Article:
Fish & Wildlife Service Seeks Comments on Designation for Western Distinct Population Segment of Yellow-Billed Cuckoo
(Targeted News Service Via Acquire Media NewsEdge) Targeted News Service
WASHINGTON, Aug. 15 -- The U.S. Fish & Wildlife Service published the following proposed rule in the Federal Register:
Endangered and Threatened Wildlife and Plants; Designation of Critical Habitat for the Western Distinct Population Segment of the Yellow-Billed Cuckoo
A Proposed Rule by the Fish and Wildlife Service on 08/15/2014
Publication Date: Friday, August 15, 2014
Agencies: Department of the Interior
Fish and Wildlife Service
Dates: We will accept comments received or postmarked on or before October 14, 2014. Comments submitted electronically using the Federal
Comments Close: 10/14/2014
Entry Type: Proposed Rule
Action: Proposed rule.
Document Citation: 79 FR 48547
Page: 48547 -48652 (106 pages)
CFR: 50 CFR 17
Agency/Docket Numbers: Docket No. FWS-R8-ES-2013-0011
Document Number: 2014-19178
Shorter URL: https://federalregister.gov/a/2014-19178
We, the U.S. Fish and Wildlife Service (Service), propose to designate critical habitat for the western distinct population segment of the yellow-billed cuckoo (western yellow-billed cuckoo) (Coccyzus americanus) under the Endangered Species Act. In total, approximately 546,335 acres (221,094 hectares) are being proposed for designation as critical habitat in Arizona, California, Colorado, Idaho, Nevada, New Mexico, Texas, Utah, and Wyoming. The effect of this regulation, if finalized, is to designate critical habitat for the western yellow-billed cuckoo under the Endangered Species Act.
We will accept comments received or postmarked on or before October 14, 2014. Comments submitted electronically using the Federal eRulemaking Portal (see ADDRESSES section, below) must be received by 11:59 p.m. Eastern Time on the closing date. We must receive requests for public hearings, in writing, at the address shown in the FOR FURTHER INFORMATION CONTACT section by September 29, 2014.
You may submit comments by one of the following methods:
(1) Electronically: Go to the Federal eRulemaking Portal: http://www.regulations.gov. In the Search box, enter Docket No. FWS-R8-ES-2013-0011, which is the docket number for this rulemaking. Then, in the Search panel on the left side of the screen, under the Document Type heading, click on the Proposed Rules link to locate this document. You may submit a comment by clicking on "Comment Now!"
(2) By hard copy: Submit by U.S. mail or hand-delivery to: Public Comments Processing, Attn: FWS-R8-ES-2013-0011; U.S. Fish and Wildlife Service Headquarters, MS: BPHC, 5275 Leesburg Pike, Falls Church, VA 22041-3803.
We request that you send comments only by the methods described above. We will post all comments on http://www.regulations.gov. This generally means that we will post any personal information you provide us (see the Information Requested section below for more information).
The coordinates or plot points or both from which the critical habitat maps are generated are included in the administrative record for this rulemaking and are available at http://www.regulations.gov at Docket No. FWS-R8-ES-2013-0011, and at the Sacramento Fish and Wildlife Office at http://www.fws.gov/sacramento (see FOR FURTHER INFORMATION CONTACT). Any additional tools or supporting information that we may develop for this critical habitat designation will also be available at the Fish and Wildlife Service Web site and field office set out above, and may also be included in the preamble of this rule or at http://www.regulations.gov.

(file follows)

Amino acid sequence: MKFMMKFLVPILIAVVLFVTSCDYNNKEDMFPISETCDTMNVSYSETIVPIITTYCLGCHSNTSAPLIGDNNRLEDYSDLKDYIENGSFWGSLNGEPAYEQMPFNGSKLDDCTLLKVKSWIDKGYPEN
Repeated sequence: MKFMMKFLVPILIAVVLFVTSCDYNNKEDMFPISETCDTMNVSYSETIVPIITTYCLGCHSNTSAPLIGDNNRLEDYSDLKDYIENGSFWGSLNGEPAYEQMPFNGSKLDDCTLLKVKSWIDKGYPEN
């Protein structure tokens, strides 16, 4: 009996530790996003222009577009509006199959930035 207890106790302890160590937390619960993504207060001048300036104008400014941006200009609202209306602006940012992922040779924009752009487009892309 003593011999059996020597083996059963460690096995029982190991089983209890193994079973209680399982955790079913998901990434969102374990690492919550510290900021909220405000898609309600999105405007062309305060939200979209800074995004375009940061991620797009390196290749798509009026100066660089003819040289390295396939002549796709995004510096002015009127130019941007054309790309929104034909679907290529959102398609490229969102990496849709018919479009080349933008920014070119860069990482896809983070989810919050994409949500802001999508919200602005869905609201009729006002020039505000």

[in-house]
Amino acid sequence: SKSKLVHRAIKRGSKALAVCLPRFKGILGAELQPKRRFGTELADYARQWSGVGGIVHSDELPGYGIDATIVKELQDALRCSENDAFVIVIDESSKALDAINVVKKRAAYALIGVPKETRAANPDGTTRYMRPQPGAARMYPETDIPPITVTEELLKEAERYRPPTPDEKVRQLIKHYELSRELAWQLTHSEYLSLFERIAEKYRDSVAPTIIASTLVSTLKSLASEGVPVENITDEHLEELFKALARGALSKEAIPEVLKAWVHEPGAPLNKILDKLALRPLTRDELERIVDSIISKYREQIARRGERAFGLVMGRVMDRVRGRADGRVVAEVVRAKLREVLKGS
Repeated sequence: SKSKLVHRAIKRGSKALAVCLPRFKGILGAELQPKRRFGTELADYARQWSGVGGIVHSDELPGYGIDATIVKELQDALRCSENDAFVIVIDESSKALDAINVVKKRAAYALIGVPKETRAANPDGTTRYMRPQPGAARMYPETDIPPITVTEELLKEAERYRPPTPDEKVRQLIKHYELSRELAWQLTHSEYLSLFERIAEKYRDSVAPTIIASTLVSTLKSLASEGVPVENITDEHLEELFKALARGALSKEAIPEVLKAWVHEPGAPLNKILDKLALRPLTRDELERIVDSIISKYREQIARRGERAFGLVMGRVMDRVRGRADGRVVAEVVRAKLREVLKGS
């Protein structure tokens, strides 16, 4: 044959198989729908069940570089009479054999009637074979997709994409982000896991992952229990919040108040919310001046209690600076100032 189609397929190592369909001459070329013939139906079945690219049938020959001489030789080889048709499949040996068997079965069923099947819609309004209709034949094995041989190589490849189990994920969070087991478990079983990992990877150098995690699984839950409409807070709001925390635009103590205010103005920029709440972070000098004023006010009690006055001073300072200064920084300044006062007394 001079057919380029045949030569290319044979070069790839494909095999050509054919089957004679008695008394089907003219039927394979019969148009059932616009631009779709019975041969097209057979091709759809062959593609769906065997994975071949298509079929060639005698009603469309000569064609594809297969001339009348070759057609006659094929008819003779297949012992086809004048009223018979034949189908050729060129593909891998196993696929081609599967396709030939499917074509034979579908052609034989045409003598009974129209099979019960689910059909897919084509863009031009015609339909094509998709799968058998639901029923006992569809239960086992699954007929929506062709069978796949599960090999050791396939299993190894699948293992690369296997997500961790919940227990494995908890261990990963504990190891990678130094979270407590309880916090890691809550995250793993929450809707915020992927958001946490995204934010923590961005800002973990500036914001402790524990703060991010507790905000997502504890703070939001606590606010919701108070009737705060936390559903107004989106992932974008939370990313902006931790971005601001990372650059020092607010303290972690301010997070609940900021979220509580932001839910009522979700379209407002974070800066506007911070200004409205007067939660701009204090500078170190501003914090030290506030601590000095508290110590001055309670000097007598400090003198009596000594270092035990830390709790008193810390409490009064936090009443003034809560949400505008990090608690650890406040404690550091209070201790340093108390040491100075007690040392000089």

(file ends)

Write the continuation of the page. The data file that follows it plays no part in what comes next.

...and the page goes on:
FOR FURTHER INFORMATION CONTACT:
Jen Norris, Field Supervisor, U.S. Fish and Wildlife Service, Sacramento Fish and Wildlife Office, 2800 Cottage Way, Room W-2605, Sacramento, California 95825; by telephone 916-414-6600; or by facsimile 916-414-6712. If you use a telecommunications device for the deaf (TDD), call the Federal Information Relay Service (FIRS) at 800-877-8339.
Why we need to publish a rule. Under the Endangered Species Act, any species that is determined to be an endangered or threatened species requires critical habitat to be designated, to the maximum extent prudent and determinable. Designations and revisions of critical habitat can only be completed by issuing a rule. On October 3, 2013, we proposed listing the western yellow-billed cuckoo as a threatened species (78 FR 61621).
Section 4(b)(2) of the Act states that the Secretary shall designate critical habitat on the basis of the best available scientific data after taking into consideration the economic impact, national security impact, and any other relevant impact of specifying any particular area as critical habitat. The critical habitat areas we are proposing to designate in this rule constitute our current best assessment of the areas that meet the definition of critical habitat for the western yellow-billed cuckoo.
This is a proposed rule to designate critical habitat for the western yellow-billed cuckoo. This proposed designation of critical habitat identifies areas based on the best scientific and commercial information available that we have determined are essential to the conservation of the species. The proposed critical habitat is located in the States of Arizona, California, Colorado, Idaho, Nevada, New Mexico, Texas, Utah, and Wyoming.